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Jonathan Edwards' Works

Miscellaneous Writings of Jonathan Edwards
Today, many Christians are turning back to the puritans to, “walk in the old paths,” of God’s word, and to continue to proclaim old truth that glorifies Jesus Christ. There is no new theology. In our electronic age, more and more people are looking to add electronic books (ePubs, mobi and PDF formats) to their library – books from the Reformers and Puritans – in order to become a “digital puritan” themselves. Take a moment to visit Puritan Publications (click the banner below) to find the biggest selection of rare puritan works updated in modern English in both print form and in multiple electronic forms. There are new books published every month. All proceeds go to support A Puritan’s Mind.
How can you expect to dwell with God forever, if you so neglect and forsake him here?

Miscellaneous Observations on Important Theological Subjects, Edinburgh 1793.

PRESIDENT EDWARDS has left many manuscript volumes of observations, on almost all subjects in divinity, which either occurred to him from his own meditation, or from the books he read. He wrote these volumes, not with any design they should ever be published in their present form, but that he might retain thoughts which appear to him worth preserving, both for his own improvement, and for the instruction and edification of others. The judicious author of the life of this great and good man, gave his opinion, that, from these manuscripts, a number of volumes might be published, which, though more imperfect than if the author had prepared them for public view, would afford much new light and entertainment to the church of Christ. The high and well-merited reputation, not only of the books prepared for the press of the President, but of the sermons published since his death, have occasioned many solicitations to his son, Dr. Edwards of New Haven, to collect and print such part of those manuscripts as might be generally useful. In compliance with these requests, he has not grudged the labor of transcribing this volume of miscellanies, which, if it prove acceptable, will be followed by more, as the Doctor’s health and leisure permit.

Many important and original thoughts occur on the evidences of revealed religion — Moral and religious knowledge only from revelation — Christ and his apostles taught not that the last judgment was near — Jesus’ prophecies, a proof that he was the Christ, and that he was God — Propriety of the general judgment — Reasonableness of some particular doctrines — Miracles of Jesus not opposed by counterfeit miracles — Miracles of Jesus superior to those under the Old Testament — Much instruction concisely conveyed by scripture metaphors — Excellencies of scripture history — The Propriety of gradual improvement in understanding the Scriptures — The Propriety of room being left for discovering truth by Scripture consequences — The necessity of divine revelation vindicated — Jesus proved the Christ, from his destroying heathen idolatry according to scripture prophecy — Propagation of Mahometanism not parallel to that of Christianity — State of the Jewish nation, an evidence of revealed religion — Observations on Christ’s miracles. — Equally striking and judicious are many of the reflections on the mysteries of revelation — the Trinity and the Divinity of Christ. — Many therefore, who relish solid reasoning on religious subjects, though not adorned with the beauties of eloquence, will deem themselves much indebted to Dr. Edwards for gathering these fragments, that nothing might be lost.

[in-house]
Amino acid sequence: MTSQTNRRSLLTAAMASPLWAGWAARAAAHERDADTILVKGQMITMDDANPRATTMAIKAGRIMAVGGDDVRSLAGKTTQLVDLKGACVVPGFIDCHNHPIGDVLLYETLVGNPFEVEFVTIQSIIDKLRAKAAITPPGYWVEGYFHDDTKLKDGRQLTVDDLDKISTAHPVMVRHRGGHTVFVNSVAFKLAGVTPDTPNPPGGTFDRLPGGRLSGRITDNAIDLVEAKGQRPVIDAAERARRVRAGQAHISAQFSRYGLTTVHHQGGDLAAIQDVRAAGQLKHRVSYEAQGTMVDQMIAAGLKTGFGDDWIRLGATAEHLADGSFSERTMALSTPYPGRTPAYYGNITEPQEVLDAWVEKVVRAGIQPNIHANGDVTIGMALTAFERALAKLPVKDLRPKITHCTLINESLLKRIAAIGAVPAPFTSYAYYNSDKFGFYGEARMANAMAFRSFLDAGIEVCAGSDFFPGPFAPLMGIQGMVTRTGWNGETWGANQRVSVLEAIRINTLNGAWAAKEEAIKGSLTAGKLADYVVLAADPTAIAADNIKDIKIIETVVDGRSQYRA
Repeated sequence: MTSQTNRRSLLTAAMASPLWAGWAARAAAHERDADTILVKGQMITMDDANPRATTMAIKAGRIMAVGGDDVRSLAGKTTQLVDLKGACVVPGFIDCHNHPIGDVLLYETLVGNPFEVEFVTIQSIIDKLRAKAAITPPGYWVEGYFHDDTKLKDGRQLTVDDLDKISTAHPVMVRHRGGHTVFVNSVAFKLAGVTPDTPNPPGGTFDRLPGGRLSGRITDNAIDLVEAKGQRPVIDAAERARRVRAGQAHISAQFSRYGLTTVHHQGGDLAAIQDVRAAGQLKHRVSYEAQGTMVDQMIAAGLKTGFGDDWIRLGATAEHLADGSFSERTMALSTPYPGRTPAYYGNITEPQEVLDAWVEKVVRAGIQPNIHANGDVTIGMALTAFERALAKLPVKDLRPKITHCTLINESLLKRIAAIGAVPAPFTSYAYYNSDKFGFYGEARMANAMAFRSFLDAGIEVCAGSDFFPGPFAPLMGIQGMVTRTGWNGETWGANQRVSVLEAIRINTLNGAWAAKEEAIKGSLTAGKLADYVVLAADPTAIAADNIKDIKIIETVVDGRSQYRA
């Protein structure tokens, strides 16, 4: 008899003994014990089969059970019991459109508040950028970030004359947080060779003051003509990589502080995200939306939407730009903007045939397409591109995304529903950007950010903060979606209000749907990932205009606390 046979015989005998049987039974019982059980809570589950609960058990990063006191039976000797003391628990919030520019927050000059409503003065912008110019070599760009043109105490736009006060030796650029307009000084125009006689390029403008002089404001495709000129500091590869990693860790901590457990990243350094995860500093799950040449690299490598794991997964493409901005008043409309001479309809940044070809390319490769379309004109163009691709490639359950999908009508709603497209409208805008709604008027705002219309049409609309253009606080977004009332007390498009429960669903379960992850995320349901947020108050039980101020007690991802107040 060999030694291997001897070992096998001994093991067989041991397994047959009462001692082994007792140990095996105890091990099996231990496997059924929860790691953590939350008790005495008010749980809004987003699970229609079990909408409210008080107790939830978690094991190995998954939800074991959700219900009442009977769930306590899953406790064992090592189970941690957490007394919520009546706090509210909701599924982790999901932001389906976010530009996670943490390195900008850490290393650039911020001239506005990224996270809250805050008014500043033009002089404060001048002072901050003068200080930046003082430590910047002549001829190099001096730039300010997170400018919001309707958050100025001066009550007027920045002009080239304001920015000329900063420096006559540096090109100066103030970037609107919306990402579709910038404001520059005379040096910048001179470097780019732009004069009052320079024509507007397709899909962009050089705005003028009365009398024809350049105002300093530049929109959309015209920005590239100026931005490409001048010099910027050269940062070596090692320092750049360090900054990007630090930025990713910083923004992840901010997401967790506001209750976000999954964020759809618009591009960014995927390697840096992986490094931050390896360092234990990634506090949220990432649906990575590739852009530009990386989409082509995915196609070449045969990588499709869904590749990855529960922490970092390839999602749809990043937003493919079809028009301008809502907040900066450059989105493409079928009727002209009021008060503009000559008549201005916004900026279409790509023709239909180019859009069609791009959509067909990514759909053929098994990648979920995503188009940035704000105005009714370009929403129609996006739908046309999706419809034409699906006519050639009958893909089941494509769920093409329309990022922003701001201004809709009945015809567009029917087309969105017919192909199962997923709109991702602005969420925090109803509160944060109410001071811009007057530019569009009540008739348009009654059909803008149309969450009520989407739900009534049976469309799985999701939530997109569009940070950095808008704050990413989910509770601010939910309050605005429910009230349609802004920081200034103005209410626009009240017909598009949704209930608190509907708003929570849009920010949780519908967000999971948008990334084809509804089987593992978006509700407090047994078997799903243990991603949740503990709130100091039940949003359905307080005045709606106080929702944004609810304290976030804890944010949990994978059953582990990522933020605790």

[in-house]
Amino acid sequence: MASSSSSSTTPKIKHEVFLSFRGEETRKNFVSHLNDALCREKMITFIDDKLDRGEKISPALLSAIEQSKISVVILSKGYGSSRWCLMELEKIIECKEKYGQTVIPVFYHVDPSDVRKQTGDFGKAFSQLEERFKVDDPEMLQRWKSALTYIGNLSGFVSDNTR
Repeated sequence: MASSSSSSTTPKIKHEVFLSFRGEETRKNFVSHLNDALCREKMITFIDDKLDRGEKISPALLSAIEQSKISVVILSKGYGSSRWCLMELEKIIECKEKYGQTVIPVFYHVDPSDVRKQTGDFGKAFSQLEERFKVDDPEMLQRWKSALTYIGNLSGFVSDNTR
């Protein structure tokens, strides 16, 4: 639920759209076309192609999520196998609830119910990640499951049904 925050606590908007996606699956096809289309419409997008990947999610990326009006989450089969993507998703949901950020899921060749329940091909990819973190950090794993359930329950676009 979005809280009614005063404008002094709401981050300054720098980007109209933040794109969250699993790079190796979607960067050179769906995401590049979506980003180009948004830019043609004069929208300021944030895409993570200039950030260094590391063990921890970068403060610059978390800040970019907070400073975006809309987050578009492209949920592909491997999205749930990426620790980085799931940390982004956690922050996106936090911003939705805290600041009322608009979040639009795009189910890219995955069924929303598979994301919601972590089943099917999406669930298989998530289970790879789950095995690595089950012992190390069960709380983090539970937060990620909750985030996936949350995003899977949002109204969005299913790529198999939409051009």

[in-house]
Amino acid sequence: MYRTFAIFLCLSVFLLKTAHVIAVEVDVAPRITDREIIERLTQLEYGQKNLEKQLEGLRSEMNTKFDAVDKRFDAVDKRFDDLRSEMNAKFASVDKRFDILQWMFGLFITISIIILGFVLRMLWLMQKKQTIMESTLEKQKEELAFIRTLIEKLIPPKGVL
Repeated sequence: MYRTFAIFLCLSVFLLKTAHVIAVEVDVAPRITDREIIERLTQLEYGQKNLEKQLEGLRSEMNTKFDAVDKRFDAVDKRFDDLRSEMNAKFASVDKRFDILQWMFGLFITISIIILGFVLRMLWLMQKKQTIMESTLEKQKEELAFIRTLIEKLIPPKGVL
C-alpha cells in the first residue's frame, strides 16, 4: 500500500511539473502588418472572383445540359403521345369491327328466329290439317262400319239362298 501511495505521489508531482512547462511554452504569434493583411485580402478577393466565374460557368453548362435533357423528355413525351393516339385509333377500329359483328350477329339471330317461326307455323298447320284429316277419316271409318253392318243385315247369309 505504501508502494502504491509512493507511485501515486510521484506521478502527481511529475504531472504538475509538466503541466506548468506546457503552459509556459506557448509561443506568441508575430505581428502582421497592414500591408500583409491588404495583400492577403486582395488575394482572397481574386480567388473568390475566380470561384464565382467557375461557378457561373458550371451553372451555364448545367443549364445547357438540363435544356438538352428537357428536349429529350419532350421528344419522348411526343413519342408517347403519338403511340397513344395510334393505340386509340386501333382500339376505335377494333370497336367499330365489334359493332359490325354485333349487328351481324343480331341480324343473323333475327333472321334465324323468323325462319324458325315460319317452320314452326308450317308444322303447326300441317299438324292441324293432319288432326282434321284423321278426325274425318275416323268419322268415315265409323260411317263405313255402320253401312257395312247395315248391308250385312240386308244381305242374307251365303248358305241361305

Some, who have purchased and read Archbishop Tillotson’s sermons, Stapferi Theologia Polemica, Bennet’s Inspiration of the Scriptures, Grotius de Veritate Religionis Christianae, Sir Isaac Newton’s Chronology, Religion of Jesus Delineated, Deism Revealed, and Jones on the Canon, may possibly wish that the large quotations from them had been omitted. But Dr. Edwards was advised to publish them, as they may prove an antidote to the deistical notions spreading in some parts of America, where these books are in few hands. These passages may lead some to read these books, who otherwise would not have known them. The President’s originality of genius, and attachment to Calvinist principles, did not hinder his seeking and finding instruction in their writings, whose system of theology was very opposite to his. It were well, if in this he was imitated by all who possess distinguished talents, and who boast of liberality of sentiment.

Edin. Sept. 30, 1793

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